Our city has a new jewel

By Walt Braun

We suspect most area residents who take advantage of Saturday’s grand opening and open house for the Flint Hills Discovery Center will be impressed, if not downright wowed.

Skeptics of what has been dismissed as a $24.5 million grass museum and folks who’ve not warmed to any part of the massive downtown redevelopment may never come around. It’ll be their loss. The redevelopment, despite disappointments along the way, has turned out well. The stores and the restaurants are drawing plenty of customers from all parts of town and, importantly, from out of town as well.

As for the museum, whose construction has been funded through state STAR bonds, visitors will indeed learn a little about grass. The Flint Hills, roughly 4 million acres from near the Nebraska border south across east-central Kansas and into Oklahoma, after all, is a vast grassland. But visitors will find much more. As the Discovery Center’s literature notes, visitors will come away better informed about “the geology, biology and cultural history of this last major vestige of the Great Plains.”

Ours is a fascinating corner of the world, one that took 250 million years to acquire its present form. It offers long-lost life in fossilized organisms from the inland sea that once stretched across this area, and a wide variety of bugs, birds and mammals — including, of course, the bison that once numbered in the tens of millions and became a symbol of our state.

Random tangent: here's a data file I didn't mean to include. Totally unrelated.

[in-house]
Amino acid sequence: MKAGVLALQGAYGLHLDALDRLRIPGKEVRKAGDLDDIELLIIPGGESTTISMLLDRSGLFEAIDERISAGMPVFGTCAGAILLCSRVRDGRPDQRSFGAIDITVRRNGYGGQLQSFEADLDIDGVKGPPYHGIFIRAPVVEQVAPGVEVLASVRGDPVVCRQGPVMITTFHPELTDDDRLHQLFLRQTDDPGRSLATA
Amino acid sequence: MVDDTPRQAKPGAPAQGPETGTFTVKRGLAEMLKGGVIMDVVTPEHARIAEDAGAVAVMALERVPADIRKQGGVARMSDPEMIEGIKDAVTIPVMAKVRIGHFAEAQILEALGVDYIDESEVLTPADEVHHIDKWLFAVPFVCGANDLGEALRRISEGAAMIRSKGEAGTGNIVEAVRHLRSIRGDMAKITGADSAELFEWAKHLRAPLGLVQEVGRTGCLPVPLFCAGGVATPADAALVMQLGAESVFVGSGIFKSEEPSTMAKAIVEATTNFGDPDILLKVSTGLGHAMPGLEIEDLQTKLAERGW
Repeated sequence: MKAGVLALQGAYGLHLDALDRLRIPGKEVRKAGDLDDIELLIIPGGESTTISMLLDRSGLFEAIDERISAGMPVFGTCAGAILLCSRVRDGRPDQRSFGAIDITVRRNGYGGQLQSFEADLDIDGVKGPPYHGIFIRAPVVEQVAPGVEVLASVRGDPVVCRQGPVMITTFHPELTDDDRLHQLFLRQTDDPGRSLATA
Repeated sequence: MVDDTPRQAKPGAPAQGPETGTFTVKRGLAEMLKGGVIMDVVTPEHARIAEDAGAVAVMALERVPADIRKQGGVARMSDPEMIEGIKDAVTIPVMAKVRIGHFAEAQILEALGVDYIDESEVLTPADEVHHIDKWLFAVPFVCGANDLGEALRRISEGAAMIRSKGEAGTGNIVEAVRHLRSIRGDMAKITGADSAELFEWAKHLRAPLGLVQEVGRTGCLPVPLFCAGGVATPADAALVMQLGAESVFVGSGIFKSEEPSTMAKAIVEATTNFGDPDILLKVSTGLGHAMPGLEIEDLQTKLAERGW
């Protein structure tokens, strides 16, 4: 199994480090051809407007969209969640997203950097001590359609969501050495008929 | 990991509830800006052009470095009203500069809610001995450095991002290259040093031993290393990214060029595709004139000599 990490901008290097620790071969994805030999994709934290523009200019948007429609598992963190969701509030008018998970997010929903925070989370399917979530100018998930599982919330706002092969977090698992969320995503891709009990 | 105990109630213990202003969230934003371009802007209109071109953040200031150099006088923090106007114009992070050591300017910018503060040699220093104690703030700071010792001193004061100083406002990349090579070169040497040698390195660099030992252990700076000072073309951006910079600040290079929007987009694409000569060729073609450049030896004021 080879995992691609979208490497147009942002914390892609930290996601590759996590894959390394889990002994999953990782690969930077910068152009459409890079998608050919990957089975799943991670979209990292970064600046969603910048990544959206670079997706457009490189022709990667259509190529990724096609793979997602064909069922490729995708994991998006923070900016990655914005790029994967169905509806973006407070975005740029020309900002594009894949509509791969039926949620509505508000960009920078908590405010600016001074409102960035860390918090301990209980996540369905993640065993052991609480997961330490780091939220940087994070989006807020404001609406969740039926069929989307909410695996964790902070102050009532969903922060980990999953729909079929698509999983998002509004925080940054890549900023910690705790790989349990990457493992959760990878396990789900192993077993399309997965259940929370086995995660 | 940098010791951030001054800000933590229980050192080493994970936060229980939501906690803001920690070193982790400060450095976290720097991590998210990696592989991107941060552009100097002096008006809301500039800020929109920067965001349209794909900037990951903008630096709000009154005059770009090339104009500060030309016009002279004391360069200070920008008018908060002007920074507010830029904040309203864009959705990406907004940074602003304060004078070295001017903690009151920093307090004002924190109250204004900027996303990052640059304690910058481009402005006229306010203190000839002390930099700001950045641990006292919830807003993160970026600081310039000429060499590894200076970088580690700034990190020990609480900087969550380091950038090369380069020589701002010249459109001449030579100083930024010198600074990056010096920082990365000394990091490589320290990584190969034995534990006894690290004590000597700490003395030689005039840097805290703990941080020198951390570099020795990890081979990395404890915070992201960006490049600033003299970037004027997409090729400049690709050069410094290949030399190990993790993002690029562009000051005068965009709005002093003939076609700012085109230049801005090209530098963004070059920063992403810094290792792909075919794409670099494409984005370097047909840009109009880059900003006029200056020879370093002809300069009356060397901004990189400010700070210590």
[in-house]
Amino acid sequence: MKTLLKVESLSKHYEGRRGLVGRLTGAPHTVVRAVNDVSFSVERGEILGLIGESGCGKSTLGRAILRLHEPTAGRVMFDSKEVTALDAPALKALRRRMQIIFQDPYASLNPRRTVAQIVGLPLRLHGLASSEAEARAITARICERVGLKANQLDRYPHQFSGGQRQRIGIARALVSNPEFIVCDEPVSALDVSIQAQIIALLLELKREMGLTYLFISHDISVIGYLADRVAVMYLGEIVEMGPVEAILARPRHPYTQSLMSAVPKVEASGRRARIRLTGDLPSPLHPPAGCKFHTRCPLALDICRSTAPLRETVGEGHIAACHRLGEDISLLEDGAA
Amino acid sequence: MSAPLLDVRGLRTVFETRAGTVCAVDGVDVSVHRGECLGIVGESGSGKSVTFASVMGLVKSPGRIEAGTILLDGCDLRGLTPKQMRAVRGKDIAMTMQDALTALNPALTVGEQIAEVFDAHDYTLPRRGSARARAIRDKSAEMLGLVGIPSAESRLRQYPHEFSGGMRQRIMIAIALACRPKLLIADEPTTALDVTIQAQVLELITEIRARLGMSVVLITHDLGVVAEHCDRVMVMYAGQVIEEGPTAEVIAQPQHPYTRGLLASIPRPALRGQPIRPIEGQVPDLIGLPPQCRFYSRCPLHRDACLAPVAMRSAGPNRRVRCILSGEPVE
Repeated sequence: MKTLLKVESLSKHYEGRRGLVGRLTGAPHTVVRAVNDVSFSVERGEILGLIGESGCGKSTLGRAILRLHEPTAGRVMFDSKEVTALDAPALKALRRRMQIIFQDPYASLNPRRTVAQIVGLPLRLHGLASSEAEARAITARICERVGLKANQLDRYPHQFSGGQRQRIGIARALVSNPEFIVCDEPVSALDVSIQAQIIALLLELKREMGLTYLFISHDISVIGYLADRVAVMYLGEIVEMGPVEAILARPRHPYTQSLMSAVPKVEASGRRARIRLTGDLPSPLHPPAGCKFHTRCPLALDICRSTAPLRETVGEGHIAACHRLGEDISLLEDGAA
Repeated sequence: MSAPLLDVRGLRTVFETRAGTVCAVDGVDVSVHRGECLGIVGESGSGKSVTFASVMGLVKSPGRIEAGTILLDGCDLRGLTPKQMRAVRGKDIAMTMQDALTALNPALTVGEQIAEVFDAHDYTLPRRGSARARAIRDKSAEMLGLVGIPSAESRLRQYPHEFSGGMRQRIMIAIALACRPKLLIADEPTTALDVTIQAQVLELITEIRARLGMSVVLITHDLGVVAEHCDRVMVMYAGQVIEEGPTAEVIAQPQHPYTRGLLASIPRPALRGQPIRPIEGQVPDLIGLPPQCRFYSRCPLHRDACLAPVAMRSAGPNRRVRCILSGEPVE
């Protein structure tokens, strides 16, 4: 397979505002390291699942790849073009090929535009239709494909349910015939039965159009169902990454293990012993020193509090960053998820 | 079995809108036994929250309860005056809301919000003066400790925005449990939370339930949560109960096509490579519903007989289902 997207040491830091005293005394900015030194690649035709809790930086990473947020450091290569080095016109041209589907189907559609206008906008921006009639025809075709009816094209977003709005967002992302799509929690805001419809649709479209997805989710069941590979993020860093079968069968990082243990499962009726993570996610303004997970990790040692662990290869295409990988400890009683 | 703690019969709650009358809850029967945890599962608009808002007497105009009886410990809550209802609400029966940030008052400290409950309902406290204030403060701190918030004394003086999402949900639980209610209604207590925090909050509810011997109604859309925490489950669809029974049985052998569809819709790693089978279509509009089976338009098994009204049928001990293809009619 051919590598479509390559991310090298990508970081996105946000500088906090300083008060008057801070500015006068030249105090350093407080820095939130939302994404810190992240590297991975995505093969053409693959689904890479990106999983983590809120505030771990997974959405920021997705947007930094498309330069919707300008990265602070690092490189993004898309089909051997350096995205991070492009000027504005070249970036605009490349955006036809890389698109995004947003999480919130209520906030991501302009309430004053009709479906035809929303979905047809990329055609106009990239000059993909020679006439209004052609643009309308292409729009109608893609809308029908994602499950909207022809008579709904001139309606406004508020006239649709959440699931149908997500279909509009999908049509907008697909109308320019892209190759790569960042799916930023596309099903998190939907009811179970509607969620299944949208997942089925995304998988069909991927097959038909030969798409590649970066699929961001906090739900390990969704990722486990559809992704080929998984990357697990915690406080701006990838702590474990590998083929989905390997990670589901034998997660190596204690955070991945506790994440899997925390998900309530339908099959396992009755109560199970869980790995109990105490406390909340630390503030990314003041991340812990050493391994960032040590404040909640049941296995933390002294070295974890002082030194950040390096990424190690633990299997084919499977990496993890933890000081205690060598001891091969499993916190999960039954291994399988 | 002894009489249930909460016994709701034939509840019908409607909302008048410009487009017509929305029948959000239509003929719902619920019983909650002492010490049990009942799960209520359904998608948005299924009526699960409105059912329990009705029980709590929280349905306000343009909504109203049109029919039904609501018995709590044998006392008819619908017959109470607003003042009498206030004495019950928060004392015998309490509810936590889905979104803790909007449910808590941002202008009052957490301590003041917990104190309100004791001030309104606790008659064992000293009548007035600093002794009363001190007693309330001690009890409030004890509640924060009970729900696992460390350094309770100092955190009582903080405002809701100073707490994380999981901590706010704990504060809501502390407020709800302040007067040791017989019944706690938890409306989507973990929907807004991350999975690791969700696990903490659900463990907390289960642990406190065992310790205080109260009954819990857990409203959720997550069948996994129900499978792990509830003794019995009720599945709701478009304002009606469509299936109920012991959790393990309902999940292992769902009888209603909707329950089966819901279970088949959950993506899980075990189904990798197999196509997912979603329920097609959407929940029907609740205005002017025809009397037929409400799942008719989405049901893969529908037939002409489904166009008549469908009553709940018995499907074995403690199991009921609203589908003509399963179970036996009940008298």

Visitors also can acquire an appreciation for the humans who preceded us, the original Americans and later the pioneers, some of whom crossed the Flint Hills en route to other destinations and some of whom made this area their home. The great grassland that fed the bison now supports Kansas’ cattle industry.

This new museum is truly a discovery center, and it’s housed in a beautiful, unique structure that commands the attention of motorists entering town on K-177.

Our city has a new jewel, one that we’re confident will attract tourists as well as folks closer to home, one that ought to be a source of pride for the city and the region.

Weather for Saturday’s grand opening is expected to be pretty much what it’s been during spring here for thousands of years: predictably unpredictable, and possibly stormy. We hope storms don’t interfere with the ceremonies, and we hope they don’t keep away residents who’ve watched the center be built and waited for this day.

Whatever the weather, the grand opening of the Flint Hills Discovery Center promises to be a great day for a spectacular facility and for Manhattan.

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